Making up the money missing from the fund is an absolute necessity for the long-term viability of Forest Lawn Cemetery. The best way to increase the perpetual care fund is to start a mausoleum program, which allows the cemetery to greatly enhance the number of burials per acre of land.

Upon acquiring Forest Lawn, we were met with additional financial barriers with the merchandise escrow account. The cemetery grounds were not being maintained properly; the newest piece of machinery was a 1976 Ford Tractor, and previous owners had prematurely taken hundreds of thousands of dollars out of the merchandise escrow account for merchandise that had not been delivered to families. Since 2004, for every past legal contract that has been presented to us for merchandise that had not yet been delivered and now had no money in trust to pay for it, we as a family/company have paid for that merchandise out of pocket.

It is our feeling that the primary reason we, as owners, have received negative publicity is due to the fact that some families have mistakenly and unfairly believed individuals they may have known for years who have a personal interest in them not doing business with us. To date, our company has never been found to be non-compliant with the Secretary of State, who oversees cemeteries in Georgia, and we have also been found to be in the right on every complaint filed against us. It is unfortunate that some people do not investigate why others in the industry might say certain things to them that are not in their best interest. We are always willing to speak to anyone about his or her concerns and provide the reasons for our decisions.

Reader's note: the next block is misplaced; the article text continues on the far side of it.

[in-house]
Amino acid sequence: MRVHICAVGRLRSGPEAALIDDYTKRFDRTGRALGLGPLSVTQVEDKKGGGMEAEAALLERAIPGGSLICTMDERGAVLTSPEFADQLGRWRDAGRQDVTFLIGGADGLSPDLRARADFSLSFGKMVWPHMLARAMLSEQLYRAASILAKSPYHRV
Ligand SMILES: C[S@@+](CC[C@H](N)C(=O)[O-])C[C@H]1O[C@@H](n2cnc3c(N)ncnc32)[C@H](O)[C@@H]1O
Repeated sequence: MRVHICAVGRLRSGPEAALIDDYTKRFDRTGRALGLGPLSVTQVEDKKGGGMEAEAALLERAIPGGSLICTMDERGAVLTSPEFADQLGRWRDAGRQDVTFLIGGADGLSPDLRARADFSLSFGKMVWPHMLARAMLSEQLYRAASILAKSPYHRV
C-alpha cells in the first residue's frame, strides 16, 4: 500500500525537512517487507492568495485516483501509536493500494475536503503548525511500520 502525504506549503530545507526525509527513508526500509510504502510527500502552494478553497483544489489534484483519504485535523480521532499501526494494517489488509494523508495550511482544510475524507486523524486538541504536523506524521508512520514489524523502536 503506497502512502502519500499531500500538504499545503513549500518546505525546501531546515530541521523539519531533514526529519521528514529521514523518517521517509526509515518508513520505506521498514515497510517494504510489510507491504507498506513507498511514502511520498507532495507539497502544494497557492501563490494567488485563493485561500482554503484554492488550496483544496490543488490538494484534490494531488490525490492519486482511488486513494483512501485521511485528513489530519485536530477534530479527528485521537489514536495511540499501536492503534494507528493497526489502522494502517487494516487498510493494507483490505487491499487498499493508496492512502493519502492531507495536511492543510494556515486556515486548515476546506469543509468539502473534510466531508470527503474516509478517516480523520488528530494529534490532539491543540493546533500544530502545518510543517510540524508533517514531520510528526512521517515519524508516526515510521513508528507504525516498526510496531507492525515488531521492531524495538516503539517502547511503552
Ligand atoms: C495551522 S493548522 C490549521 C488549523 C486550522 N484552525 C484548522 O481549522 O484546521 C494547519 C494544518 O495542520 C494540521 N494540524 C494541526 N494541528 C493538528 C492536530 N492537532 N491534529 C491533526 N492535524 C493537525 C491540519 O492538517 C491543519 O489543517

Our responsibility is to care for the 15,000 or more people currently buried in Forest Lawn and for the tens of thousands more that will be buried there in the future. Previous owners operated with no regard for the perpetual care fund or for the families who owned burial space there or would in the future. It is unfair to compare us, as private owners of a perpetual care cemetery, to the City cemeteries, which are not regulated by any state entity and are subsidized at nearly 2 million dollars a year that is paid by the taxpayers of Savannah. That figure will most likely increase in the future. We, as owners, could choose to lower our prices, sell out the cemetery more quickly and then walk away from the business. Lower pricing would leave Forest Lawn severely under-funded, and it would then be left to the lot owners to maintain. Instead, we have chosen to bury our own family at Forest Lawn, and we are the first owners in its history to do so. We have a vested interest at Forest Lawn and plan to be here for a very long time. We ask for your support as we uphold our responsibility to beautify and maintain the cemetery into perpetuity.

Warm regards,

Larry and Kyle Nikola


Photos of what is being kept


If you look to the back right of the photo, the orange construction fence is where tree removal starts - the entrance trees will all remain

The Canopy of Lives Oaks is and will remain untouched

As you drive down Greenwich Road, all of the trees in this photo will remain

All the trees in front of the orange construction fence remain

All the beautiful trees at the entrance will remain to help shelter and cover the mausoleum from the entrance view

These large trees will all be in front of the site of the mausoleum

The footprint of the building was designed to keep many large trees

The trees on the opposite side of the fencing will remain, and only the smalls trees in front of the fencing will be removed


This is the view on the drive to the cemeteries from Skidaway Road


This is the view of the road from Victory Drive


Here are entrance and exit views of the cemeteries


A photo of the clear cutting Georgia Power did to the entrance property



Photos of the manicured look already given to Bonaventure Cemetery


This photo along with many other photos on the petition website are misleading

This photo is not Greenwhich Road where the new mausoleum will be located